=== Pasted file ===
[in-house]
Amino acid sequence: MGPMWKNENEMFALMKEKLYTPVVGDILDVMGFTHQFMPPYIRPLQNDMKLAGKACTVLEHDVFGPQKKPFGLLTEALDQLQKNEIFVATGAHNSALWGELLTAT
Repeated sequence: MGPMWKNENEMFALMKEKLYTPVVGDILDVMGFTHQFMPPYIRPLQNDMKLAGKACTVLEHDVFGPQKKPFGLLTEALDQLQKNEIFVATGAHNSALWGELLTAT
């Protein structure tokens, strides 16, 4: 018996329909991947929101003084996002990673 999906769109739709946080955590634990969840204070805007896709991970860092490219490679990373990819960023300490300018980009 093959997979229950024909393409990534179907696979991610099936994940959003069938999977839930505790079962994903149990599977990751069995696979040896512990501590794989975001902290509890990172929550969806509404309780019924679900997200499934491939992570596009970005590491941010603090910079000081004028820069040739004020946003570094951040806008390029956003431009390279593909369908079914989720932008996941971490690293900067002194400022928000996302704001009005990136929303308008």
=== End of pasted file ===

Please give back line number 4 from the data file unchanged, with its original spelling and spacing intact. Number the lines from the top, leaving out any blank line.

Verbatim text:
């Protein structure tokens, strides 16, 4: 018996329909991947929101003084996002990673 999906769109739709946080955590634990969840204070805007896709991970860092490219490679990373990819960023300490300018980009 093959997979229950024909393409990534179907696979991610099936994940959003069938999977839930505790079962994903149990599977990751069995696979040896512990501590794989975001902290509890990172929550969806509404309780019924679900997200499934491939992570596009970005590491941010603090910079000081004028820069040739004020946003570094951040806008390029956003431009390279593909369908079914989720932008996941971490690293900067002194400022928000996302704001009005990136929303308008």